A Navy A-4 Skyhawk was being moved aboard the USS Ticonderoga during a military exercise December 5, 1965 when it rolled off its elevator with a pilot and a B43 nuclear weapon loaded. The plane sank quickly into waters 16,000 feet deep.

The status of the weapon is still unknown. The pressures at that depth may be enough to detonate the weapon and the waters were so deep that it would’ve been hard to detect. If the weapon is still intact, it would be nearly impossible to find as very few vessels can make it down that far.

5. 1966: B-52 crashes into KC-135, four thermonuclear bombs are released over Spain

US Air Force nuclear H bomb radioactive contamination Spain
A US soldier looks through material found after a B-52 bomber collided with a tanker plane during aerial refueling, January 17, 1966.

On January 17, 1966 a B-52 was approaching a KC-135 for refueling when the bomber struck the tanker, igniting a fireball that killed the crew of the KC-135 and three men on the B-52.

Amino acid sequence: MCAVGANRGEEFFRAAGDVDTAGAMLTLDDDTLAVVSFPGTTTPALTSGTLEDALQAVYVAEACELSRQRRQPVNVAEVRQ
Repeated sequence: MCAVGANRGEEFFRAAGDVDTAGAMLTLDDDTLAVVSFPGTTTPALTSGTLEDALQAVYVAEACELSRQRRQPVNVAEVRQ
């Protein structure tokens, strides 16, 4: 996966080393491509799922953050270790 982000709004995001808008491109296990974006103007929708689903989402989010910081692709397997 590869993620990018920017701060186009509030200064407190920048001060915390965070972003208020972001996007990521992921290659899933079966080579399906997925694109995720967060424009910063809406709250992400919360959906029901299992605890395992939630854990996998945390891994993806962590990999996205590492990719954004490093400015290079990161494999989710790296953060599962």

The plane and its four B28 thermonuclear bombs fell near a small fishing village in Spain, Palomares. Three were recovered in the first 24 hours after the crash. One had landed safely while two had experienced detonations of their conventional explosives. The explosions ignited and scattered the plutonium in the missiles, contaminating two square kilometers.

The fourth bomb was sighted plunging into the ocean by a fisherman. Despite the eyewitness account, it took the Navy nearly 100 days to locate and retrieve the weapon.

6. 1968: B-52 crashes and a weapon is lost under the Arctic ice

Like the Palomares crash, the January 21 crash of a B-52 resulted in four B28 bombs being released. This time it was over Greenland and at least three of the bombs broke apart.

Investigators recovered most of these components before realizing they had found nothing of the fourth bomb. A blackened patch of ice was identified with parachute shroud lines frozen within it.

Recovery crew speculated that either the primary or secondary stage of the bomb began burning after the crash and melted the ice. The rest of the bomb then plunged through the Arctic water and sank. The weapon is still missing, presumed irrecoverable.

7. 1968: The sinking of the USS Scorpion

USS Scorpion
USS Scorpion.

The USS Scorpion, a nuclear-powered attack submarine, was declared presumed lost on June 5, 1968. The loss was especially troubling for the Navy since the boat had been following a Russian research group just before its disappearance.